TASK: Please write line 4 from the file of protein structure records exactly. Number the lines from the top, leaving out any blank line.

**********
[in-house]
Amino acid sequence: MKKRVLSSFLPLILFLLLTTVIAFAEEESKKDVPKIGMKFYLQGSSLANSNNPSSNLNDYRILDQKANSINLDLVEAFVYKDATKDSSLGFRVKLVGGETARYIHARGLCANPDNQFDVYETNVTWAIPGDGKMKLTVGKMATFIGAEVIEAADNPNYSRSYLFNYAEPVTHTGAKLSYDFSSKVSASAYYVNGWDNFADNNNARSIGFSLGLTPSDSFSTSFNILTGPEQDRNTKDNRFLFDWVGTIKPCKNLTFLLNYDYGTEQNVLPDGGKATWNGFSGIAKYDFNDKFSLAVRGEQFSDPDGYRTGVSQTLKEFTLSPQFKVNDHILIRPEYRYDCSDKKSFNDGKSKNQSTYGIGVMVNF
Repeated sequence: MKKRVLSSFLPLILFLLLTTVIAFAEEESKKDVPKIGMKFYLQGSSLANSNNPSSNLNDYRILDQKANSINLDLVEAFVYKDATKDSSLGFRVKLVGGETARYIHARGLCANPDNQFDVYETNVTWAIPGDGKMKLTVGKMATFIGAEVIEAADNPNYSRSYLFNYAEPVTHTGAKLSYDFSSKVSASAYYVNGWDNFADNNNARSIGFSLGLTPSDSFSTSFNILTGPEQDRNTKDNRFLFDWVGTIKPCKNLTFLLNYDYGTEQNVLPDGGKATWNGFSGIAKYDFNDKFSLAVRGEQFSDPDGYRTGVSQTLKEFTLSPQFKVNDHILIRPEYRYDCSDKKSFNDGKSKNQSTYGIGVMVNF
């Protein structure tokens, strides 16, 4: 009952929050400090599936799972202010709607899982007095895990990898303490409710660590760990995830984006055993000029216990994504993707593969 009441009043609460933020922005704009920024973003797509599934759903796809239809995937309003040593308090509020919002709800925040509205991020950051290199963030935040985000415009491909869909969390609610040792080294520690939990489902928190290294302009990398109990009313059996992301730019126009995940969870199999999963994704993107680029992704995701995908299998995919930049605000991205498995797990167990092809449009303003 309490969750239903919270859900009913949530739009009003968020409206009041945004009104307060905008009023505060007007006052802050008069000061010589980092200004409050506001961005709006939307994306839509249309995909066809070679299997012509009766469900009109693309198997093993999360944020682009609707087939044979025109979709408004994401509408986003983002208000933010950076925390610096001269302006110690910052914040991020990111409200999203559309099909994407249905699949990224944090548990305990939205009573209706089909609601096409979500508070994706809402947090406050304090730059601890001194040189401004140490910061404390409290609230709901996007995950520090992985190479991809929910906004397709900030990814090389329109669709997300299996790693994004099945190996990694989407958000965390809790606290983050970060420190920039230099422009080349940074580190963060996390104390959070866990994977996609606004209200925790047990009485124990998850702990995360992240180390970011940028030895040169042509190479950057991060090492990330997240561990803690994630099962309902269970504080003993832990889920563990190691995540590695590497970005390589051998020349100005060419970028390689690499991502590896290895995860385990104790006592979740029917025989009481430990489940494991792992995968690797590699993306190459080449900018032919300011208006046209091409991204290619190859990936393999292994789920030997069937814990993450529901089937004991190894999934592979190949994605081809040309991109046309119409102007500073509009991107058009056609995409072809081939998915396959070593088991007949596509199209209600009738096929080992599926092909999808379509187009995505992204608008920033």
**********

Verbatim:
């Protein structure tokens, strides 16, 4: 009952929050400090599936799972202010709607899982007095895990990898303490409710660590760990995830984006055993000029216990994504993707593969 009441009043609460933020922005704009920024973003797509599934759903796809239809995937309003040593308090509020919002709800925040509205991020950051290199963030935040985000415009491909869909969390609610040792080294520690939990489902928190290294302009990398109990009313059996992301730019126009995940969870199999999963994704993107680029992704995701995908299998995919930049605000991205498995797990167990092809449009303003 309490969750239903919270859900009913949530739009009003968020409206009041945004009104307060905008009023505060007007006052802050008069000061010589980092200004409050506001961005709006939307994306839509249309995909066809070679299997012509009766469900009109693309198997093993999360944020682009609707087939044979025109979709408004994401509408986003983002208000933010950076925390610096001269302006110690910052914040991020990111409200999203559309099909994407249905699949990224944090548990305990939205009573209706089909609601096409979500508070994706809402947090406050304090730059601890001194040189401004140490910061404390409290609230709901996007995950520090992985190479991809929910906004397709900030990814090389329109669709997300299996790693994004099945190996990694989407958000965390809790606290983050970060420190920039230099422009080349940074580190963060996390104390959070866990994977996609606004209200925790047990009485124990998850702990995360992240180390970011940028030895040169042509190479950057991060090492990330997240561990803690994630099962309902269970504080003993832990889920563990190691995540590695590497970005390589051998020349100005060419970028390689690499991502590896290895995860385990104790006592979740029917025989009481430990489940494991792992995968690797590699993306190459080449900018032919300011208006046209091409991204290619190859990936393999292994789920030997069937814990993450529901089937004991190894999934592979190949994605081809040309991109046309119409102007500073509009991107058009056609995409072809081939998915396959070593088991007949596509199209209600009738096929080992599926092909999808379509187009995505992204608008920033």